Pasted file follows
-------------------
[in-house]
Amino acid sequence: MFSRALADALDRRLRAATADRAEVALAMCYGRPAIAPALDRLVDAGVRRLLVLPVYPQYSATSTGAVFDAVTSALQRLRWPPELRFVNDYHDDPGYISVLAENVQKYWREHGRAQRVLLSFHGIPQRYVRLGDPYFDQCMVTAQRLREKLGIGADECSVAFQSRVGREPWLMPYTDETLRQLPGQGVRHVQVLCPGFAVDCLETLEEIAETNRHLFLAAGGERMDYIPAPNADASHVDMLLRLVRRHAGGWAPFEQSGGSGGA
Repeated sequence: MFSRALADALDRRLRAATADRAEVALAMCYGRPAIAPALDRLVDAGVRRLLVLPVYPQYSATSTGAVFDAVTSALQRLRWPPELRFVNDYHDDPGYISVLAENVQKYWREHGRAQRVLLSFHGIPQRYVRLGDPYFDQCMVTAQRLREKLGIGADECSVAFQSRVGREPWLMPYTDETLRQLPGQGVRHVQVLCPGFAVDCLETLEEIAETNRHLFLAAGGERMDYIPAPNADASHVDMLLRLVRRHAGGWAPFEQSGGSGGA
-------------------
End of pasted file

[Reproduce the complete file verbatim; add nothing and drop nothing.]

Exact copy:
[in-house]
Amino acid sequence: MFSRALADALDRRLRAATADRAEVALAMCYGRPAIAPALDRLVDAGVRRLLVLPVYPQYSATSTGAVFDAVTSALQRLRWPPELRFVNDYHDDPGYISVLAENVQKYWREHGRAQRVLLSFHGIPQRYVRLGDPYFDQCMVTAQRLREKLGIGADECSVAFQSRVGREPWLMPYTDETLRQLPGQGVRHVQVLCPGFAVDCLETLEEIAETNRHLFLAAGGERMDYIPAPNADASHVDMLLRLVRRHAGGWAPFEQSGGSGGA
Repeated sequence: MFSRALADALDRRLRAATADRAEVALAMCYGRPAIAPALDRLVDAGVRRLLVLPVYPQYSATSTGAVFDAVTSALQRLRWPPELRFVNDYHDDPGYISVLAENVQKYWREHGRAQRVLLSFHGIPQRYVRLGDPYFDQCMVTAQRLREKLGIGADECSVAFQSRVGREPWLMPYTDETLRQLPGQGVRHVQVLCPGFAVDCLETLEEIAETNRHLFLAAGGERMDYIPAPNADASHVDMLLRLVRRHAGGWAPFEQSGGSGGA